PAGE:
And Martial is talented, no doubt about it. Quick, stronger than he looks, and an excellent dribbler, I’d quite like him if he hadn’t made a Faustian pact and sold his soul to the Red Devils. Recent criticism of him by, among others, Paul Scholes, was a little unfair- but it is also understandable, and comes about because Martial is being asked to do too much. Being the only player who is actually allowed to dribble, to make runs, to move away from his tramline and act like a careening out-of-control car flying off the sharp bend in the motorway- allowed, in other words, to actually be a forward- he is tasked with, basically, creating enough space for all the other straight-line people to exploit. And he’s 19, in a new league, with a strike partner who both looks and increasingly plays like a potato. Messi and Neymar wouldn’t look brilliant doing that, because it’s practically impossible.

You might argue that this doesn’t matter, given that Utd are third in the table and still in with a shout of qualifying for the next round of the Champions League. Football’s a results business, after all, and endless 1-0s are just as good as 5-0 thumpings…

Except that they aren’t, are they. Football is about entertainment, especially when a team has the quality and resources to be entertaining, especially when a team has the legacy of thrilling Champions League finals and fantastic (if annoying) attacking players and moves. I’m not a Manchester United fan- the most recent Arsenal-Utd game had me laughing for about three days afterwards- but at least it used to be that, when I did watch them, I was entertained. Annoyed, sickened, and often furious, yes, but entertained.

When that’s gone- when football really is about grinding out results, about rigid lines and results above all… well, then, it will be like watching dried paint. Unfulfilling, pointless… and boring.


Mystic Matt’s Premier League Predictions

Regular readers of my blog (which is the same as saying “imaginary friends” in many ways) will know that, when last we saw him, Mystic Matt was in hiding after several Russian gentlemen objected to his continuous slander of a certain London-based football team. Well, it’s impossible to hide forever, and so Matt has spent the last few months tied to a chair somewhere in Siberia, undergoing the worst torture imaginable: watching all of Manchester United’s games on repeat. However, following recent difficulties on the pitch, the Russians were distracted long enough for Matt to escape (rumours that a certain doctor was involved are, of course, entirely spurious), and so…

He’s back! And ready to type up some Premier League predictions with the fingers he has left…


Manchester City 3-1 Liverpool (Sterling (obviously), De Bruyne)

The best attack in the Premier League against Dejan Lovren and Simon Mignolet. Jurgen Klopp has already made an impact at Liverpool, the team looking far more solid and organised under the German than it ever did under the “outstanding” Brendan Rodgers. But his methods will take time to properly implement, especially given the general lack of tactical intelligence inherent in English football, and he seems to lose another key player to injury every week.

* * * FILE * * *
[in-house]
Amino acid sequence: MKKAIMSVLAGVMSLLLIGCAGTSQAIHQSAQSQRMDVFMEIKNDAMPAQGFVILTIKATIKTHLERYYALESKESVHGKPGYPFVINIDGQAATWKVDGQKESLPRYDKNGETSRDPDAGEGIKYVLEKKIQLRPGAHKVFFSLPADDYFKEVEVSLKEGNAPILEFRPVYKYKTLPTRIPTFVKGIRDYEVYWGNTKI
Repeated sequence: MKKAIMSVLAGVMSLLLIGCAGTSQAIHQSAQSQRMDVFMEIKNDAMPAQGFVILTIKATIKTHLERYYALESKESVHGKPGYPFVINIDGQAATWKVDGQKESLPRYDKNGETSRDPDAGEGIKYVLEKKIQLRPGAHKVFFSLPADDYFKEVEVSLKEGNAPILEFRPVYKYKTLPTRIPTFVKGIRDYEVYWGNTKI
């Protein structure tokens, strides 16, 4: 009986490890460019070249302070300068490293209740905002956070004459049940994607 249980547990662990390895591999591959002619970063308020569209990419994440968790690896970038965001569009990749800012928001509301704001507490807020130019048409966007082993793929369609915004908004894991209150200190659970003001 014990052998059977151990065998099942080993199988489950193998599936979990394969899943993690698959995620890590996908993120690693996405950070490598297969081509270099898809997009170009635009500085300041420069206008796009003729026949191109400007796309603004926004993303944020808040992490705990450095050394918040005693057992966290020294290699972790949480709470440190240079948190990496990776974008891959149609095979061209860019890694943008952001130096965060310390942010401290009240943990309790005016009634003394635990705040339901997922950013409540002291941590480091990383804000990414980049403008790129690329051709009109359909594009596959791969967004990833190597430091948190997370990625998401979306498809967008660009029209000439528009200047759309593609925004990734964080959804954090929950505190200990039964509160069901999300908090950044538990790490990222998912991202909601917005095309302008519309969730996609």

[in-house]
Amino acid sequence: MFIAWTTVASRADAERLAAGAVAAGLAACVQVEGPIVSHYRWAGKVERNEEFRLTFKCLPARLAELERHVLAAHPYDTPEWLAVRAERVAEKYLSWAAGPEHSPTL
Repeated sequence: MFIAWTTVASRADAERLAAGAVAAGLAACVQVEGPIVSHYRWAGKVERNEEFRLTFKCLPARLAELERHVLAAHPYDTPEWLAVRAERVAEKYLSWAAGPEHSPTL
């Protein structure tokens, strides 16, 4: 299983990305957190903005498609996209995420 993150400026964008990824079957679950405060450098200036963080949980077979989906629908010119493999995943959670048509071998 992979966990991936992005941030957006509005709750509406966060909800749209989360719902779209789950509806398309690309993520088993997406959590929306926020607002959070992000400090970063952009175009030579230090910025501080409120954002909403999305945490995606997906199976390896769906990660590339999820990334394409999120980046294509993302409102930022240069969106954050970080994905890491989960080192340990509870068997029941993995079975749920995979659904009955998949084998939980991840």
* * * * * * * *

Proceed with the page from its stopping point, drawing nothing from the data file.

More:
The Ginger Messi

The Ginger Messi

The latest, of course, being Mamadou Sakho, who is quite possibly my favourite Premiership player (he’s like a talented Djimi Traore, a phrase which admittedly constitutes one of the signs of the Apocalypse). Without him martialling the backline and providing incisive passes into the front men, Liverpool will struggle both in defence and attack. Man City, on the other hand, have two of the best defenders in the league in Kompany and Otamendi, currently the best Belgian in the Premier League in Kevin De Bruyne, and morality’s Raheem Sterling stepping up in place of the injured Silva. Oh, and Aguero might be back (so might Daniel Sturridge, but only if he avoids being injured by a light breeze in the next couple of days). Still, at least Chelsea are crap…


Chelsea 2-1 Norwich City (Willian, Costa; Mbokani)

…but they’re still more than capable of beating Norwich, a team that made Liverpool look half-decent earlier in the season. Whilst Chelsea’s back line is increasingly resembling one of those elderly rock bands that reform after losing all their money and realise that while the wallet’s willing the vocal chords just can’t cut it any more (deep breath), Norwich don’t have enough to really exploit that. Having said that, big powerful strikers do seem to be doing well against John Terry in particular, so Mbokani (or Cameron Jerome, although “striker” isn’t the best word to describe him) could snatch something there. Chelsea have better players, even if one of them spends more time telling people they smell than actually playing football, and after 3-1 defeats to both Southampton and Liverpool, won’t want to let Norwich extend the talk of a Chelsea crisis. See, I managed to get through a whole piece about Chelsea without mentioning how much Jose Mourinho is coming to resemble Peter Finch’s character from Network….